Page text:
Ciao for now

Yesterday, our last day in Italy, we left the city of Florence and headed out into the countryside for a night of four star luxury at the Hotel Mulino di Firenze. 

A five kilometre drive out of the centre, the hotel felt just far enough away from the hustle and bustle of city life to allow us to completely unwind, yet also near enough to be convenient for today’s departure (sob) to the airport for our flight back to London.
The Mulino couldn’t be much better situated, with many of its 35 bedrooms – ours included, thanks to an upgrade due to a mix up with our hotel shuttle booking – directly overlooking the beautiful River Arno. The hotel is built around a restored water mill, with the mill itself integrated into the glorious swimming pool. 
We spent the afternoon lazing by the pool, and in the evening played cards on the upstairs veranda looking out over the traditional Tuscan landscape, before eating dinner on the hotel restaurant’s frankly stunning terrace, where we had an unrestricted view of one of the most beautiful sunsets I’ve ever witnessed.
When the time came to leave this morning my heart felt heavy; after an eight year absence Italy had worked its magic on me and seeped back into the very core of my existence. But instead of being sad to be back I’m determined to remember every sight, sound and smell I’ve encountered in the last week, and to make sure next time I don’t leave it so long to return to the country that I love so much.

Firenze, Ti amo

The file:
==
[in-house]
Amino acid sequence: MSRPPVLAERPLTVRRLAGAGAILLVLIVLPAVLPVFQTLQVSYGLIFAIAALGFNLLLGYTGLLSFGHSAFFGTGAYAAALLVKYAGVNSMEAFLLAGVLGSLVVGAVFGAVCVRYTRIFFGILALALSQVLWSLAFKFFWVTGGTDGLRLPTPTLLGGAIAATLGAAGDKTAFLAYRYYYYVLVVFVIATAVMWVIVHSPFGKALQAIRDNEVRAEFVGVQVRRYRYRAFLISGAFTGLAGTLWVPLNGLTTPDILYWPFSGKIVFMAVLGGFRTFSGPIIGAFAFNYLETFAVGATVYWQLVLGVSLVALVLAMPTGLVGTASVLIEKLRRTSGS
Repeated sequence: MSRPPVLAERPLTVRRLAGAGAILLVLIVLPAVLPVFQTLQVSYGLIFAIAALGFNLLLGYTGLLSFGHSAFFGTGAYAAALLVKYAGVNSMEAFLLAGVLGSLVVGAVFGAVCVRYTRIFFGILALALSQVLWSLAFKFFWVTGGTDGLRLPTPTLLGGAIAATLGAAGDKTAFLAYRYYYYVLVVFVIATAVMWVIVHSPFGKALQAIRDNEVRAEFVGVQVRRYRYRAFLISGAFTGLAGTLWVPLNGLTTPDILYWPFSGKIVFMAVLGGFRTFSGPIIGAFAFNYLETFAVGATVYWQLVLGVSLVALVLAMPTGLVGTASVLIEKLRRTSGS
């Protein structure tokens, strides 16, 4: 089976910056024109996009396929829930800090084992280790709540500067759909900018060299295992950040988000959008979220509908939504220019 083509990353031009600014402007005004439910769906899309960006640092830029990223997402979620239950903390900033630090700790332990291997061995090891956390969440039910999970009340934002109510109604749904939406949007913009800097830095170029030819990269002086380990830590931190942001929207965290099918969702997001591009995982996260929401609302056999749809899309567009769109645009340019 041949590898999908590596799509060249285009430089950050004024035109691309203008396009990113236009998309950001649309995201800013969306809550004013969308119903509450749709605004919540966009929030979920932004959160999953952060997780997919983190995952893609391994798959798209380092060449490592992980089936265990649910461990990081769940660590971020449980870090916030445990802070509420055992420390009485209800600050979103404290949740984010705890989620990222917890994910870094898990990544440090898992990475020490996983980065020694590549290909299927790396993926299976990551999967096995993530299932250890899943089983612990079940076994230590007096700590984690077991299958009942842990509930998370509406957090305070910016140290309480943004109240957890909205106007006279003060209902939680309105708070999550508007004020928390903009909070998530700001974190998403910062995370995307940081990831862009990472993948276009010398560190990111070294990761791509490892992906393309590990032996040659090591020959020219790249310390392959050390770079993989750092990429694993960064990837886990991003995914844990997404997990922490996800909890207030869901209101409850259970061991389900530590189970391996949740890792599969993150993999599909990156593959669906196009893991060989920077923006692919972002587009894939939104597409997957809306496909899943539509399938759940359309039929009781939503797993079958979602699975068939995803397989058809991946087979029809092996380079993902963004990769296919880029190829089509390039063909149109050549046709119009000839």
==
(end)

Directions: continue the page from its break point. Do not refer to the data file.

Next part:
Yesterday began in somewhat of a rush, after a miscommunication regarding the start time of our visit to the Medici tombs (which I can’t deny may have had something to do with the slightly excessive alcohol consumption the previous night). Nonetheless, after the initial panic things were swiftly back on track, and after a salad lunch on the terrace and an afternoon rest and market browse (where some scumbag vendor tried to fleece us out of 15 Euros-not so fast sunshine) we were ready to enjoy our final evening in central Florence.

A tip for anyone visiting Florence is to pre-book tickets for the famous Uffizi art gallery one or even two days before you plan to visit, as this will mean avoiding the huge queues on the day. The gallery is well worth a look around, being full of treasures such as Botticelli’s Birth of Venus. It’s well organised, air conditioned and has some of the best vantage points along its numerous corridors and terraces to enjoy unrestricted views of the Arno river, Duomo and town hall.
After two hours spent wandering around the Uffizi-the only mild irritation being the hordes of tourists and tour guides passing through the halls-we went back to the restaurant where we’d dined on our first night for one last plate of mixed grilled meats, which we followed up with one last gelato at Vivoli  ice cream parlour (when we walked past it earlier in the day the queue was right down the street, but by 10pm it was virtually empty) – if you ever get a chance to sample its delights the coconut ice cream comes highly recommended.